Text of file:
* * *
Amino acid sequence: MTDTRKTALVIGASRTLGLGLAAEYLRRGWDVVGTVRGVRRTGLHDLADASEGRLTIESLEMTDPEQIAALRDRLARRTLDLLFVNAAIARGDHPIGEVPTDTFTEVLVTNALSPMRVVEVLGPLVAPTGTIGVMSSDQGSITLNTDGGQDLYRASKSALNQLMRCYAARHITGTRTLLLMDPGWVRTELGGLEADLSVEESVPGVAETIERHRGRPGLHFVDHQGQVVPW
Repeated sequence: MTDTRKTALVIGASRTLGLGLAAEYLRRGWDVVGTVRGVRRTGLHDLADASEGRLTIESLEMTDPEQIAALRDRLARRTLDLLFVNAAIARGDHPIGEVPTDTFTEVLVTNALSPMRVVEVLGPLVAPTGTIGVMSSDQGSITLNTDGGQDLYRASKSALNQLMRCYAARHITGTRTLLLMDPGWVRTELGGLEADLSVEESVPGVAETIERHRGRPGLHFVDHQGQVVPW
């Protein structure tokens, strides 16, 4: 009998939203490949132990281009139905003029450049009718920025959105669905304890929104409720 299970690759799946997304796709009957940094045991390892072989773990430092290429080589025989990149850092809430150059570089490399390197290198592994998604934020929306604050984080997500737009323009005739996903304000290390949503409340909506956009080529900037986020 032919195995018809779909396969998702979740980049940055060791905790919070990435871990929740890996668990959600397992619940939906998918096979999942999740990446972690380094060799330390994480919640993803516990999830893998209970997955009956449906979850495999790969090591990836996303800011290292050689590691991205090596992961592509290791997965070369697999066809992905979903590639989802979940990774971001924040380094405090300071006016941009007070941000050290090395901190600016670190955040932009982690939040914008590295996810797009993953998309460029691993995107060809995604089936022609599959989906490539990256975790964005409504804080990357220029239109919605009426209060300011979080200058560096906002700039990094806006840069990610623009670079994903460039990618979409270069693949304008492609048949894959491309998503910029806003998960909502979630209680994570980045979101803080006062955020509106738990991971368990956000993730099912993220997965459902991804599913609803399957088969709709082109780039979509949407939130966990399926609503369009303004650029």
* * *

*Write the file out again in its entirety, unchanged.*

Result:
Amino acid sequence: MTDTRKTALVIGASRTLGLGLAAEYLRRGWDVVGTVRGVRRTGLHDLADASEGRLTIESLEMTDPEQIAALRDRLARRTLDLLFVNAAIARGDHPIGEVPTDTFTEVLVTNALSPMRVVEVLGPLVAPTGTIGVMSSDQGSITLNTDGGQDLYRASKSALNQLMRCYAARHITGTRTLLLMDPGWVRTELGGLEADLSVEESVPGVAETIERHRGRPGLHFVDHQGQVVPW
Repeated sequence: MTDTRKTALVIGASRTLGLGLAAEYLRRGWDVVGTVRGVRRTGLHDLADASEGRLTIESLEMTDPEQIAALRDRLARRTLDLLFVNAAIARGDHPIGEVPTDTFTEVLVTNALSPMRVVEVLGPLVAPTGTIGVMSSDQGSITLNTDGGQDLYRASKSALNQLMRCYAARHITGTRTLLLMDPGWVRTELGGLEADLSVEESVPGVAETIERHRGRPGLHFVDHQGQVVPW
């Protein structure tokens, strides 16, 4: 009998939203490949132990281009139905003029450049009718920025959105669905304890929104409720 299970690759799946997304796709009957940094045991390892072989773990430092290429080589025989990149850092809430150059570089490399390197290198592994998604934020929306604050984080997500737009323009005739996903304000290390949503409340909506956009080529900037986020 032919195995018809779909396969998702979740980049940055060791905790919070990435871990929740890996668990959600397992619940939906998918096979999942999740990446972690380094060799330390994480919640993803516990999830893998209970997955009956449906979850495999790969090591990836996303800011290292050689590691991205090596992961592509290791997965070369697999066809992905979903590639989802979940990774971001924040380094405090300071006016941009007070941000050290090395901190600016670190955040932009982690939040914008590295996810797009993953998309460029691993995107060809995604089936022609599959989906490539990256975790964005409504804080990357220029239109919605009426209060300011979080200058560096906002700039990094806006840069990610623009670079994903460039990618979409270069693949304008492609048949894959491309998503910029806003998960909502979630209680994570980045979101803080006062955020509106738990991971368990956000993730099912993220997965459902991804599913609803399957088969709709082109780039979509949407939130966990399926609503369009303004650029």